Feel free to visit my page … livres mobi (Francesco)]]>
Quería saber si tenia planeado venir a la Argentina durante este año?
“But apparently, in Argentina, if you marry a white-woman from this area and you are a black man, you have to surrender.”]]>
On subjectivity and decoloniality, well you cannot decolonize any thing by public policity, military intervention or any other means while the subject and the subjetivity remains modern and complicitous, knowingly or not with, imperial designs. So since coloniality of knowledge is coloniality of being (there is an article by Maldonado Torres “On the coloniality of being” that you can find in the web. This is part of the story the other is decoloniality of being. We are doing that through reworking aesthetics/aesthesis, for aesthesis means sensing, sensibility, and “artistic expressions” is one way of working toward decoloniality of being, healing the colonial wound.
I recommend you read first, in this collection, the last piece, the letter by Michelle K. And you would understand better what coloniality of being, and decoloniality of being means.
Then you can read the first article on decolonial healing and also Robbie Shilliams article on the same. I am talking about subjectivity here, once you enter in that process (for it is a process, it is not like baptism where you become Christian in one day or getting a passport, it is a process, and it is in the process of decolonizing subjectivity, the person in the communal, not just the individual “a la americana” more the person in the communal, like in Native Americans life, that you would get into the process.
Arguments are fine but you can argue opposite arguments by remaining a subject similar to the subject that put forward the arguments that you are rebuking.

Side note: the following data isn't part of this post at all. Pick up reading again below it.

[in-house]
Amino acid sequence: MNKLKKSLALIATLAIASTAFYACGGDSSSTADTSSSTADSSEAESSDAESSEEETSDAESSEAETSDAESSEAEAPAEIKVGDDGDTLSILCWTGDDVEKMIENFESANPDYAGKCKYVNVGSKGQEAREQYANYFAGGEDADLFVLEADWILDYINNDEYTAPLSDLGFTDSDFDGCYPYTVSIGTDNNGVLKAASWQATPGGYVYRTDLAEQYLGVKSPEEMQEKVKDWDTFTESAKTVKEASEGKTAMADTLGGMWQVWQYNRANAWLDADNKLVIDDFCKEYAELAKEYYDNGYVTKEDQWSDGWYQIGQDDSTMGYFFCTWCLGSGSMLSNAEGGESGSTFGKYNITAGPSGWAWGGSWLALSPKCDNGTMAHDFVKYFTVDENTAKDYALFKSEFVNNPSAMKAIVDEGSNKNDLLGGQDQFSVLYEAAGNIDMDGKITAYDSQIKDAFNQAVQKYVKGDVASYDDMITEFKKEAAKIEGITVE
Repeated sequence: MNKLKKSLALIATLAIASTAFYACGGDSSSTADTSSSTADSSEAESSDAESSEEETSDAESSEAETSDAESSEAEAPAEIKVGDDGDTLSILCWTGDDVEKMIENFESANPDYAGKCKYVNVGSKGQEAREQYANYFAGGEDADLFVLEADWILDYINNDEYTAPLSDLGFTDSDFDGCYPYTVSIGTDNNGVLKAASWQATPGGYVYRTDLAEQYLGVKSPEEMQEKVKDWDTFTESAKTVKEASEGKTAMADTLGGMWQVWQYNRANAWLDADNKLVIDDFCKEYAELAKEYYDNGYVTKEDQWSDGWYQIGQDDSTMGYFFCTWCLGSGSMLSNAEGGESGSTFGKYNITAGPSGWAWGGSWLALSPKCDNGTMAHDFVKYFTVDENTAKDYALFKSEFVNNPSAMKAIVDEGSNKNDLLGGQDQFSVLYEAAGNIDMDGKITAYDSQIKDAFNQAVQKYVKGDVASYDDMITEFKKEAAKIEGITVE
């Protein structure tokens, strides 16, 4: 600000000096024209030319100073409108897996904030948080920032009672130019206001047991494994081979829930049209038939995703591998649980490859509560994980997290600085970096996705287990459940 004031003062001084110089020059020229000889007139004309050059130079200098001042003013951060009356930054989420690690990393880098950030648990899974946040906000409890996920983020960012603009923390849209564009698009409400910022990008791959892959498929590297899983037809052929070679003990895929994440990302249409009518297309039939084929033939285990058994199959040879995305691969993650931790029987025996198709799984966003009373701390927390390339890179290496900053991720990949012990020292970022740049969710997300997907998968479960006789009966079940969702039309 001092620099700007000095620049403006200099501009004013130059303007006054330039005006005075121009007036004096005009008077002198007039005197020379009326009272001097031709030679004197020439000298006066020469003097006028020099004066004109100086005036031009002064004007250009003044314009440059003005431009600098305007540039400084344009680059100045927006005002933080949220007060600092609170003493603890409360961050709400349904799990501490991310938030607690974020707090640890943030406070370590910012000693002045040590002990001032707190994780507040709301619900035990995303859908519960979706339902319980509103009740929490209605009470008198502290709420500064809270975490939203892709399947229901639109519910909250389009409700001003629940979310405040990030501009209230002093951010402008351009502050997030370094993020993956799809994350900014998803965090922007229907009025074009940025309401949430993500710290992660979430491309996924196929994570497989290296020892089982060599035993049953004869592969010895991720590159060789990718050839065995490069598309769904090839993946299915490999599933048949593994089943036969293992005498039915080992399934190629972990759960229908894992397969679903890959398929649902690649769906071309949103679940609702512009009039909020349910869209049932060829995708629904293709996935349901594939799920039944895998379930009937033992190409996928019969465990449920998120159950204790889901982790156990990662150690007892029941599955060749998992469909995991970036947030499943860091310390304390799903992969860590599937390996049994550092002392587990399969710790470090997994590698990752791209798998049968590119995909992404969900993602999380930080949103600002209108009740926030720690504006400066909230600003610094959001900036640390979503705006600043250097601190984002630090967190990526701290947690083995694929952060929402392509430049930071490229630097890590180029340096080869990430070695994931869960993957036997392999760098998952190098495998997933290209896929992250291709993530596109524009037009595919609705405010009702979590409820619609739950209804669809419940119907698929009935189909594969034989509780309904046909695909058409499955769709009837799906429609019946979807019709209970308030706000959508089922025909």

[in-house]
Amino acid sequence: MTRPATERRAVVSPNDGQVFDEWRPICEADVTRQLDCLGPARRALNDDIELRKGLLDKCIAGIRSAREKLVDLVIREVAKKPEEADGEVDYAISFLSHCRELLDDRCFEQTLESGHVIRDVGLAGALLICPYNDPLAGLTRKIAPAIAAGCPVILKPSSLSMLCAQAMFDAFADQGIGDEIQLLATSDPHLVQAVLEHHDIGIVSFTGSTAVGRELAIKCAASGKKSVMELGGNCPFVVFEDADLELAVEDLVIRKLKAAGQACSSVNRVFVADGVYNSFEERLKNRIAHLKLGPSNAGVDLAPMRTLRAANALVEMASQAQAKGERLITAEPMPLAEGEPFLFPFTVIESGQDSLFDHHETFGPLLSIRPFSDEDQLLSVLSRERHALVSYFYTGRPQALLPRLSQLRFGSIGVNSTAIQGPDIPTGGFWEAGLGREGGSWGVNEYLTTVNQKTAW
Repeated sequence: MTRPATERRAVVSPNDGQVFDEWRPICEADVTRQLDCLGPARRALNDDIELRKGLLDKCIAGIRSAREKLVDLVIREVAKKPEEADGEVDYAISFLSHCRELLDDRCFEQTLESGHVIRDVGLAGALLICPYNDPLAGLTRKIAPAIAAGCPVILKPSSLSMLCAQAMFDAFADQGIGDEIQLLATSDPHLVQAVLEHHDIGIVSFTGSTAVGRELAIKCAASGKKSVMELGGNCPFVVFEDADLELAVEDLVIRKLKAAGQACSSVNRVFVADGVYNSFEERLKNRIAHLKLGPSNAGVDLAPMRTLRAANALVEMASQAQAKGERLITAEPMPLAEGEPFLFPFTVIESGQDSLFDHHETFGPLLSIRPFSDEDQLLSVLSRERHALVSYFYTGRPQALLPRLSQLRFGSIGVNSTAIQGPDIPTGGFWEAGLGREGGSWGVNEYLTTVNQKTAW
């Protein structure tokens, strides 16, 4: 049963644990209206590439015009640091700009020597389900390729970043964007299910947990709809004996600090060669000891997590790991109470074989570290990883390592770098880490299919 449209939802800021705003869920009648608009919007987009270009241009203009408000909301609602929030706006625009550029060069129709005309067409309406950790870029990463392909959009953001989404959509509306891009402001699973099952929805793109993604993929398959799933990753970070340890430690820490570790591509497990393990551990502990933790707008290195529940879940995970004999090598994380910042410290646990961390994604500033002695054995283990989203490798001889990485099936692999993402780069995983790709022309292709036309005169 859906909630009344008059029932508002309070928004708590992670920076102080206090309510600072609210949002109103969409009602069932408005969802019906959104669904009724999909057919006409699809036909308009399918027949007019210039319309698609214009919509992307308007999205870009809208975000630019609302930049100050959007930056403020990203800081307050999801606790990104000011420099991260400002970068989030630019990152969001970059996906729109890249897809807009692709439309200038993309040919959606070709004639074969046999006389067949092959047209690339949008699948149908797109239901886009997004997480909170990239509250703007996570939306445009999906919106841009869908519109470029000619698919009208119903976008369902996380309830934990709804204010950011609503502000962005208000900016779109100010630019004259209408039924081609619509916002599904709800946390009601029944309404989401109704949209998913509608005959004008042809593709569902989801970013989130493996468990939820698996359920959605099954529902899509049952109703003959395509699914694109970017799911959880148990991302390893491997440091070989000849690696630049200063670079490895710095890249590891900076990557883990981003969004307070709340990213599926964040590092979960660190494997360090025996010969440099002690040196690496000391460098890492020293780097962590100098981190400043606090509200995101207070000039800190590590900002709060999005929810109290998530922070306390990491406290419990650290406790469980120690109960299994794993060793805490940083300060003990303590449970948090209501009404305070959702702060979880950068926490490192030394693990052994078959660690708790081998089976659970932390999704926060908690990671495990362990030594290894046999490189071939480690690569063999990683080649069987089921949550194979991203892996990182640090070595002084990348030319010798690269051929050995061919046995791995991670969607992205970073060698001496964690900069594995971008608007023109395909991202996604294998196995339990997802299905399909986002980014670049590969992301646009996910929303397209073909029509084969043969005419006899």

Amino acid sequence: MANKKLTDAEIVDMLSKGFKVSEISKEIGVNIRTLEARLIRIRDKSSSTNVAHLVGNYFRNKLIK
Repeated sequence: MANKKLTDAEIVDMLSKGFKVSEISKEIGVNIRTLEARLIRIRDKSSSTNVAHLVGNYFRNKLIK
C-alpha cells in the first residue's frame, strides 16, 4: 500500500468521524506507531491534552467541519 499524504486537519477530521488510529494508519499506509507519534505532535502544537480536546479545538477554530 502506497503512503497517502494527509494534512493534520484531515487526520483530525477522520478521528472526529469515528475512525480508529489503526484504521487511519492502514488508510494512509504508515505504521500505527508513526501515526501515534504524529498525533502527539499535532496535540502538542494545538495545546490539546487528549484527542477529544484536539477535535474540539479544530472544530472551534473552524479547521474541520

Hope it helps,
My name is Ryan McCoy, and I am a student at Brophy College Preparatory in Phoenix, Arizona. I am writing to you because recently I have become very familiar with your writings on decoloniality and epistemic disobedience. I participate in the youth activity called policy debate, where I work with and compete against students from across the country. This year, our topic, or resolution, was “Resolved: The United States federal government should substantially increase its economic engagement with Cuba, Mexico or Venezuela.”
Obviously, this topic brings up a lot of questions about the nature of US economic engagement with these countries, and as I was seeking out literature about the flawed background and historicity of our foreign policy, I stumbled across your work. Since then, I have been reading an advocacy of epistemic disobedience in the debate sphere, with the fundamental idea being to interrupt and challenge the dominant views and paradigms of engagement put forth in the activity.
With that long winded explanation out of the way, I wanted to ask for your thoughts on this advocacy. I won’t be using this correspondence as evidence, nor will I use it as an argument in debate, but I am very curious as to your thoughts about epistemic disobedience in the context of a youth activity like debate. Additionally, I wanted to ask you about your thoughts about subjectivity in relation to decoloniality – what, in your eyes, is the role of the individual in decolonizing and delinking from dominant Westernism? If you have already written about this, I apologize, but I’m not sure that I have been through all of your works yet. If not, do you have some other sources you think would be helpful for researching that aspect? I would be highly appreciative.
Thank you sincerely,